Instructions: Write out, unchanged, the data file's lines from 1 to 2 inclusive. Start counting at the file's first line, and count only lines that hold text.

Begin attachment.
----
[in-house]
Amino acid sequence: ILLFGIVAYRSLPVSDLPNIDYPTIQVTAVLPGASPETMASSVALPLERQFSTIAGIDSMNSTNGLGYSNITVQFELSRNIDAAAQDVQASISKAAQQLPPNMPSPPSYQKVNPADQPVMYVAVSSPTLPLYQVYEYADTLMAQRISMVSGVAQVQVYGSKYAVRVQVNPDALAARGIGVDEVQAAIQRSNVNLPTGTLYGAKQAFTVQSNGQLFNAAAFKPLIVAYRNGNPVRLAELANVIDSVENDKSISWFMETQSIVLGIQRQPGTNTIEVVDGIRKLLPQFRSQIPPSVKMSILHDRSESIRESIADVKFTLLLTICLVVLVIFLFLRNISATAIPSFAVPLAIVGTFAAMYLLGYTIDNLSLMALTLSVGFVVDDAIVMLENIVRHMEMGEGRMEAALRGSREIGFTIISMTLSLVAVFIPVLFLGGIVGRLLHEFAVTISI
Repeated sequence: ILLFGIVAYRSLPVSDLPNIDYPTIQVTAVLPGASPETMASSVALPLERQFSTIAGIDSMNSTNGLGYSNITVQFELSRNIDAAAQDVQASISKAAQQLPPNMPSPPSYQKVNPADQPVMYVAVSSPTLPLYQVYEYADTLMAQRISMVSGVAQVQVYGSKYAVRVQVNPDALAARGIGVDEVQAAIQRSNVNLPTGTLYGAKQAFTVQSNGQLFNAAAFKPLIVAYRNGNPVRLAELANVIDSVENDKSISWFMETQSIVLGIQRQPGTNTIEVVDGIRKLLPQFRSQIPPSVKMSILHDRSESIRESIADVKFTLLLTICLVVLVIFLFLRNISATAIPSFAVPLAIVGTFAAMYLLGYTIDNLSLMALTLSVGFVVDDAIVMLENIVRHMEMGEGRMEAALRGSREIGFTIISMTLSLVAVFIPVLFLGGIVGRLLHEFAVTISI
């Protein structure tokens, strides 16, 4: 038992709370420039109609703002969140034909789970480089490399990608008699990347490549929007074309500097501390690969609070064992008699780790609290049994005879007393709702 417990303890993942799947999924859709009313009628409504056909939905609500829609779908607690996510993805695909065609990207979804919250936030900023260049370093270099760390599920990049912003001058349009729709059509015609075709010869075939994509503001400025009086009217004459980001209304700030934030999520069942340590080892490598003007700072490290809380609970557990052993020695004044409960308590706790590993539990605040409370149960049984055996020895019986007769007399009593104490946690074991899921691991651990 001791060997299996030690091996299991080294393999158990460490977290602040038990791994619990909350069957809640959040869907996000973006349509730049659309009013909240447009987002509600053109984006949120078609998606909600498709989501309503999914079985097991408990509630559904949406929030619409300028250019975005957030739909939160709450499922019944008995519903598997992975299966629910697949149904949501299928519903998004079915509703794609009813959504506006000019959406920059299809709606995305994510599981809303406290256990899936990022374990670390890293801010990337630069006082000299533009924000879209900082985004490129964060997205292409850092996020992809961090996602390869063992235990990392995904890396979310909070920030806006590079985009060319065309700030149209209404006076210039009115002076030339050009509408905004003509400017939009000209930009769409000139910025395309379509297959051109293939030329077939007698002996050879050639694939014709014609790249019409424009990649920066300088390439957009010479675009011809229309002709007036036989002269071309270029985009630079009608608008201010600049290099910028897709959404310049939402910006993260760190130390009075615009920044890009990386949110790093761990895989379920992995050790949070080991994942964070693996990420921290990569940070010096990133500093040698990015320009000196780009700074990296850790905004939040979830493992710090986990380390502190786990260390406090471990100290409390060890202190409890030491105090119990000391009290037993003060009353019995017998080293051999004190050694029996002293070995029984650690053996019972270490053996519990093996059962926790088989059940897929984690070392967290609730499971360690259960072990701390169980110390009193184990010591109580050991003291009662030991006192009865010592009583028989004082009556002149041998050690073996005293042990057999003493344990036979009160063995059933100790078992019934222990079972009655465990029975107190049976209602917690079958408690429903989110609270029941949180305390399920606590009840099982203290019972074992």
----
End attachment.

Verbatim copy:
[in-house]
Amino acid sequence: ILLFGIVAYRSLPVSDLPNIDYPTIQVTAVLPGASPETMASSVALPLERQFSTIAGIDSMNSTNGLGYSNITVQFELSRNIDAAAQDVQASISKAAQQLPPNMPSPPSYQKVNPADQPVMYVAVSSPTLPLYQVYEYADTLMAQRISMVSGVAQVQVYGSKYAVRVQVNPDALAARGIGVDEVQAAIQRSNVNLPTGTLYGAKQAFTVQSNGQLFNAAAFKPLIVAYRNGNPVRLAELANVIDSVENDKSISWFMETQSIVLGIQRQPGTNTIEVVDGIRKLLPQFRSQIPPSVKMSILHDRSESIRESIADVKFTLLLTICLVVLVIFLFLRNISATAIPSFAVPLAIVGTFAAMYLLGYTIDNLSLMALTLSVGFVVDDAIVMLENIVRHMEMGEGRMEAALRGSREIGFTIISMTLSLVAVFIPVLFLGGIVGRLLHEFAVTISI